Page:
Pressing this button momentarily will turn off the traction control system. When off, the "TRAC OFF" indicator light will appear on the dash. Pressing the button again will reactivate the TRAC system. The TRAC system will come back on automatically when the vehicle speed increases, or the vehicle is restarted.
Pressing and holding this button for a few seconds while the vehicle is stopped will turn off both
the TRAC system and the VSC system. The "TRAC OFF" and VSC Off indicator lights will appear on the dash. Pressing the button again will reactivate these systems. These systems will also come back on again the next time the vehicle is restarted, but neither will come back on if the vehicle speed increases.
From the owner's manual, here is what the TRAC Off button looks like, as well as the lights for both TRAC Off and VSC Off:
To accomplish this for 2006 - 2008 models, a process affectionately known as the "brake dance
" must be used.
What to do if stuck in snow or mud, or to help prevent getting stuck
If stuck in snow or mud, generally the best thing to do is turn on the 4WD Lock system and turn off the nannies (both the VSC and TRAC systems), as described above. Turning the nannies off, particularly TRAC, allows rocking back and forward to more forcefully to get unstuck.
Though as Dr. Dyno recently stated in another post (click here
for full context): The 4WD systems in our RAV4s aren't heavy duty like a 4X4 truck so be careful when disabling the electronic nannies, part of whose purpose is to protect the lighter duty components. That's probably also why 4WD LOCK goes off at 25 mph.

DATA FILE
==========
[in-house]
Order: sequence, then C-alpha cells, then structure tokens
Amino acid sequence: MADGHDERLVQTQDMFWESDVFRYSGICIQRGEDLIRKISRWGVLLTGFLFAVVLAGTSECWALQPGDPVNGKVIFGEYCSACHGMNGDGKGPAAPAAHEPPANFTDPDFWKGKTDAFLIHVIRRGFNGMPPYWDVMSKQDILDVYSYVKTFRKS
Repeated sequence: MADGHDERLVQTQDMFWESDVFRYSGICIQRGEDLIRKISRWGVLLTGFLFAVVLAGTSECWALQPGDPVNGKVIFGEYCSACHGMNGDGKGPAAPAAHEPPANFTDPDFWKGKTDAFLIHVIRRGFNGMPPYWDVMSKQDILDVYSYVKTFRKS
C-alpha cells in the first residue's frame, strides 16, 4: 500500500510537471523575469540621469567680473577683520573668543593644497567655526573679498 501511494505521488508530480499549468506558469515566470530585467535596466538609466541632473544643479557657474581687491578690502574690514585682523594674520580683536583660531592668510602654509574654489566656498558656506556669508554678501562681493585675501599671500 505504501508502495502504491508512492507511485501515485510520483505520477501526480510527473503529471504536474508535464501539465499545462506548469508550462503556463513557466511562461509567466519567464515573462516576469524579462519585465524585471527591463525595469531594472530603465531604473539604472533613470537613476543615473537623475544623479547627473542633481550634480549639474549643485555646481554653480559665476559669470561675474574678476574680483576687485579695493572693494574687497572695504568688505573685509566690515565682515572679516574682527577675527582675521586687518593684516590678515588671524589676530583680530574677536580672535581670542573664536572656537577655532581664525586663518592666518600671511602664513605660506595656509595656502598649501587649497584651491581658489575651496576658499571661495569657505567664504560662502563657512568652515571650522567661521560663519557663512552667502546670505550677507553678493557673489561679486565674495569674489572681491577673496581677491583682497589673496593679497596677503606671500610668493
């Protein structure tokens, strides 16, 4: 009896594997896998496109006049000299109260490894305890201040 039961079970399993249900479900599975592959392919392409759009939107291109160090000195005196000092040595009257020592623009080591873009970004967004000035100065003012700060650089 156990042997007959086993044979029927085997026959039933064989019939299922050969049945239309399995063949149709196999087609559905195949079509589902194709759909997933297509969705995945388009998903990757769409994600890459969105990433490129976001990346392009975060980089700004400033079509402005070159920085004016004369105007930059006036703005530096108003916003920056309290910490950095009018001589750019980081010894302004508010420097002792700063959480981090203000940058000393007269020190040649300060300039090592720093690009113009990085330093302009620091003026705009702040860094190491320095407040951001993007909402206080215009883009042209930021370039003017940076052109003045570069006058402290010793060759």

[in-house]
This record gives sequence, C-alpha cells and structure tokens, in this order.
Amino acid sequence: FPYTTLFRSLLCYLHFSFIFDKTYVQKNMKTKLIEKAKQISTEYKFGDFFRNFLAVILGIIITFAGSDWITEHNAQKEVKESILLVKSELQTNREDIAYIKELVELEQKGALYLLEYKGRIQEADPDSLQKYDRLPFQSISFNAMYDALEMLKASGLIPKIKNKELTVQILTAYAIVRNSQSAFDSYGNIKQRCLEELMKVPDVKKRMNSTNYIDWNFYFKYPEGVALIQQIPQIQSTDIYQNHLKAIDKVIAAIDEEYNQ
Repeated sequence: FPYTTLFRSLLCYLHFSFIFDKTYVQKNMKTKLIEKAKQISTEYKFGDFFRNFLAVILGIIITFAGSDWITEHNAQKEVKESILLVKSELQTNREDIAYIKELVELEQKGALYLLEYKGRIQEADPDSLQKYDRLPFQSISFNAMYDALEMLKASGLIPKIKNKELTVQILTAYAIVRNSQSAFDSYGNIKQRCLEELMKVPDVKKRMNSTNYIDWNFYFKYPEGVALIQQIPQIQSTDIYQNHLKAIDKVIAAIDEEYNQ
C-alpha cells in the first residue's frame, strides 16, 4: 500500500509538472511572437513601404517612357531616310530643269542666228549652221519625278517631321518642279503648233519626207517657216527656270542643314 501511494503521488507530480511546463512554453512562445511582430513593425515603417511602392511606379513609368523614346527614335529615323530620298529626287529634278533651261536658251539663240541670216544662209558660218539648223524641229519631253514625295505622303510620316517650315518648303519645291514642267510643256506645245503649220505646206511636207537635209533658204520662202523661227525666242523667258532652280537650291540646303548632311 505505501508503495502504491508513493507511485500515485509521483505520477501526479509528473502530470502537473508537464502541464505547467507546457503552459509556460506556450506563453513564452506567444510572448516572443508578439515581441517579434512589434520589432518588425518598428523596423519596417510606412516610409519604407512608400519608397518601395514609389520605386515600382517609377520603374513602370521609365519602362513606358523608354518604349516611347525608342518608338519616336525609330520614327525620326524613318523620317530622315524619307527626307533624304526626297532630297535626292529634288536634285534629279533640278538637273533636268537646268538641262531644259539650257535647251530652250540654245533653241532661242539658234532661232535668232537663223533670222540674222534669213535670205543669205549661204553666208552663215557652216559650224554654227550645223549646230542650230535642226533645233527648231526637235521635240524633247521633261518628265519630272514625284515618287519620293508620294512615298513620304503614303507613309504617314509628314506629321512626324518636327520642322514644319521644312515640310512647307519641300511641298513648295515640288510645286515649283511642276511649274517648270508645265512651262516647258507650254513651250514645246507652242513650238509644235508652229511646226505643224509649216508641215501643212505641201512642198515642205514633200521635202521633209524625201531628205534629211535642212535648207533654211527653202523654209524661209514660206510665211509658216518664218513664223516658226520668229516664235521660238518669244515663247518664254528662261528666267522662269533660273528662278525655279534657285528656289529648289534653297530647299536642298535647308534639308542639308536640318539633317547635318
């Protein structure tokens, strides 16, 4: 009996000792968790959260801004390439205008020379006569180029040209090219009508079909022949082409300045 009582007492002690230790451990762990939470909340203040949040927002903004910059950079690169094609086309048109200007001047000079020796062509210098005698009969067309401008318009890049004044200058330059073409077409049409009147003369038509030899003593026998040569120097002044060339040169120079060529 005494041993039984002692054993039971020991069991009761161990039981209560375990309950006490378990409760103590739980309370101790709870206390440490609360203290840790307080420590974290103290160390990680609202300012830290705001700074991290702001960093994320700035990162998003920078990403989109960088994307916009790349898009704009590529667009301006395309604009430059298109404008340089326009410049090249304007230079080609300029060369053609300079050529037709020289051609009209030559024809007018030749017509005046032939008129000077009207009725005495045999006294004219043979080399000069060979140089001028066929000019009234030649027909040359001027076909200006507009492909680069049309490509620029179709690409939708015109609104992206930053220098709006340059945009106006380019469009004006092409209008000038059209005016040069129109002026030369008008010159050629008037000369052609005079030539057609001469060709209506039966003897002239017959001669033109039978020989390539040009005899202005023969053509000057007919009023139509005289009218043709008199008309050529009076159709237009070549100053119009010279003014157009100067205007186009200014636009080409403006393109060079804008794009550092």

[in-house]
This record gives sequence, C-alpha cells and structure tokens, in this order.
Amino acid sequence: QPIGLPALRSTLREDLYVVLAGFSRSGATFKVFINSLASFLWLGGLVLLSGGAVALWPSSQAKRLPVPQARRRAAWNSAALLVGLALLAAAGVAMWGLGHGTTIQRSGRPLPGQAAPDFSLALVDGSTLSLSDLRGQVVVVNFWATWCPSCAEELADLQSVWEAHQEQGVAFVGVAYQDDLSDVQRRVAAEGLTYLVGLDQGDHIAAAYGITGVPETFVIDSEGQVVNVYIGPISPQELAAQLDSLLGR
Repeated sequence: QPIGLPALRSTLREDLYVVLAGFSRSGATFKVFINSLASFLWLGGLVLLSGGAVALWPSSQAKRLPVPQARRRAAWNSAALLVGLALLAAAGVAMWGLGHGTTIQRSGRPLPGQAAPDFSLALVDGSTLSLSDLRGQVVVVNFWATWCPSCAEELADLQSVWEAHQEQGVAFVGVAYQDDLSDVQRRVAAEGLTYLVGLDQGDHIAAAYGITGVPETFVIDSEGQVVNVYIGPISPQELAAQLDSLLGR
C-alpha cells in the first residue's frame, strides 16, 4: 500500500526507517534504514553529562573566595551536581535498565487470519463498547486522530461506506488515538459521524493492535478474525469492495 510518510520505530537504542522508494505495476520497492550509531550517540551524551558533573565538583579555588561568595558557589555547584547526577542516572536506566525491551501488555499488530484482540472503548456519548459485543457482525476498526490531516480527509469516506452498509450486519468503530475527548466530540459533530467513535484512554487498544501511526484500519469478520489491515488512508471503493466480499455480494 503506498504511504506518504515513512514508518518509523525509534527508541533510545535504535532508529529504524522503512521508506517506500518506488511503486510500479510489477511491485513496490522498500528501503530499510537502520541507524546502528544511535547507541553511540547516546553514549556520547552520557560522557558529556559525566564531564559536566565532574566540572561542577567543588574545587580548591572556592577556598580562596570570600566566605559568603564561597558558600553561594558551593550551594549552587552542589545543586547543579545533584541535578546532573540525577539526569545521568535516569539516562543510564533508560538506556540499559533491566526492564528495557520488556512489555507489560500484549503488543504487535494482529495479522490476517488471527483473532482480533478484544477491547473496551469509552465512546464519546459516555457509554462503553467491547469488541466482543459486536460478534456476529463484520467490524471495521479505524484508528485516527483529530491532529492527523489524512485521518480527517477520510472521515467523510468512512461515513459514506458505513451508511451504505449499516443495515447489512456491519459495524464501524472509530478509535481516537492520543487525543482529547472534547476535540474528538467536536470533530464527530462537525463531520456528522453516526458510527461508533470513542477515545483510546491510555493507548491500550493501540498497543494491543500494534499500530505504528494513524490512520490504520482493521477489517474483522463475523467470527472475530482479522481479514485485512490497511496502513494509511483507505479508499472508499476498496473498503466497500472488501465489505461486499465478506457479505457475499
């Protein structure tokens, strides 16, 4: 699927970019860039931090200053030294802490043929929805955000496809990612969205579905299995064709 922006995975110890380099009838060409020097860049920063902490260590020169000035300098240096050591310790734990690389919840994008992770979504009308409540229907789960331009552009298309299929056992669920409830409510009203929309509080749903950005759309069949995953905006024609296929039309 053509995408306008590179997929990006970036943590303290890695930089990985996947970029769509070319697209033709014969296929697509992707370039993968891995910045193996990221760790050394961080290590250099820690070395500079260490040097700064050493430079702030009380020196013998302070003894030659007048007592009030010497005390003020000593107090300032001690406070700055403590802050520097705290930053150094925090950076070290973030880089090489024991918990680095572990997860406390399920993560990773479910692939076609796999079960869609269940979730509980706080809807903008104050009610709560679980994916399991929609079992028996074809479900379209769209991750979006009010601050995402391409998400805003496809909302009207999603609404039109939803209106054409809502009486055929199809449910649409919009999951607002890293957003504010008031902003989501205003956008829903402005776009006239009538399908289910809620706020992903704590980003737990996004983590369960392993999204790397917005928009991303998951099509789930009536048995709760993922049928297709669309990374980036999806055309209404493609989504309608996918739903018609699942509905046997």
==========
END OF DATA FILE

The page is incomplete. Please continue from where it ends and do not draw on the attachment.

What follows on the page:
Hill Assist Control (HAC)
(Using the brake pedal)
This system is also sometimes called Hill Start Assist (HSA). The owner's manual has this to say about HAC:
Hill Start Assist Control (HAC) is designed to help minimize backward rolling on steep ascents.
This allows the driver to move their foot from the brake pedal to the gas pedal without the vehicle rolling as they are moving their foot.
HAC can be activated by very firmly pressing the brake pedal for a few seconds. A single beep and flashing indicator on the instrument panel will indicate the HAC system is active. When the driver eventually lifts their foot off the brake pedal, the brakes will remain engaged for 2 to 3 seconds and will then release, allowing the vehicle to move. A single beep is heard when the brakes release and the light on the instrument panel will turn off. Here is a YouTube video demonstrating HAC in the RAV4
From the owner's manual, this light (the same as the VSC light) will appear on the instrument panel when HAC is being used:
Much more in-depth descriptions of the ABS, VSC, TRAC, EBD, HAC, DAC and Auto LSD (for 2WD RAV4s) can be found in this Brake Control System document
. (Thanks again, JuneBug!)